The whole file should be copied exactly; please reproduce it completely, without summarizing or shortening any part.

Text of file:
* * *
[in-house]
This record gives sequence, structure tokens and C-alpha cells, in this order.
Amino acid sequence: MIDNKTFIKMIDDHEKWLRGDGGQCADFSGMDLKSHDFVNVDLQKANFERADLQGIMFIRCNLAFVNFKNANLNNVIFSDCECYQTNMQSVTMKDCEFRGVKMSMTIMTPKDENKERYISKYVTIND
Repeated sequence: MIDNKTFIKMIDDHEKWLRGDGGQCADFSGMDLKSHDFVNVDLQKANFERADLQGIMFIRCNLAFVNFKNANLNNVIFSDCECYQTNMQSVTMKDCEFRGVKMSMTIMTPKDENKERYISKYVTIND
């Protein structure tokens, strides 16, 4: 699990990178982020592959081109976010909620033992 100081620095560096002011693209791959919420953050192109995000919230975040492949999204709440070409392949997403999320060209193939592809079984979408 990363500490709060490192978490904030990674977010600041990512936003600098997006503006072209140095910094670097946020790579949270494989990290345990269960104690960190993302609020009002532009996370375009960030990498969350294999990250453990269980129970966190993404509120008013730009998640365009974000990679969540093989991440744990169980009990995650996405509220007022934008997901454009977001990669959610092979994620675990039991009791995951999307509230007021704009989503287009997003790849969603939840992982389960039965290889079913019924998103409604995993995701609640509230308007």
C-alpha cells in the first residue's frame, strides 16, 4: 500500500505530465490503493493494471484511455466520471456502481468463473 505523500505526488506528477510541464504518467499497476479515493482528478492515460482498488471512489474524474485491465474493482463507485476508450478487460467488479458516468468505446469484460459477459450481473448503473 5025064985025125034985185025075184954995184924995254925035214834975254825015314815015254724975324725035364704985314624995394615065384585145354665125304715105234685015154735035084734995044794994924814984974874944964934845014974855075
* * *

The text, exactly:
[in-house]
This record gives sequence, structure tokens and C-alpha cells, in this order.
Amino acid sequence: MIDNKTFIKMIDDHEKWLRGDGGQCADFSGMDLKSHDFVNVDLQKANFERADLQGIMFIRCNLAFVNFKNANLNNVIFSDCECYQTNMQSVTMKDCEFRGVKMSMTIMTPKDENKERYISKYVTIND
Repeated sequence: MIDNKTFIKMIDDHEKWLRGDGGQCADFSGMDLKSHDFVNVDLQKANFERADLQGIMFIRCNLAFVNFKNANLNNVIFSDCECYQTNMQSVTMKDCEFRGVKMSMTIMTPKDENKERYISKYVTIND
């Protein structure tokens, strides 16, 4: 699990990178982020592959081109976010909620033992 100081620095560096002011693209791959919420953050192109995000919230975040492949999204709440070409392949997403999320060209193939592809079984979408 990363500490709060490192978490904030990674977010600041990512936003600098997006503006072209140095910094670097946020790579949270494989990290345990269960104690960190993302609020009002532009996370375009960030990498969350294999990250453990269980129970966190993404509120008013730009998640365009974000990679969540093989991440744990169980009990995650996405509220007022934008997901454009977001990669959610092979994620675990039991009791995951999307509230007021704009989503287009997003790849969603939840992982389960039965290889079913019924998103409604995993995701609640509230308007």
C-alpha cells in the first residue's frame, strides 16, 4: 500500500505530465490503493493494471484511455466520471456502481468463473 505523500505526488506528477510541464504518467499497476479515493482528478492515460482498488471512489474524474485491465474493482463507485476508450478487460467488479458516468468505446469484460459477459450481473448503473 5025064985025125034985185025075184954995184924995254925035214834975254825015314815015254724975324725035364704985314624995394615065384585145354665125304715105234685015154735035084734995044794994924814984974874944964934845014974855075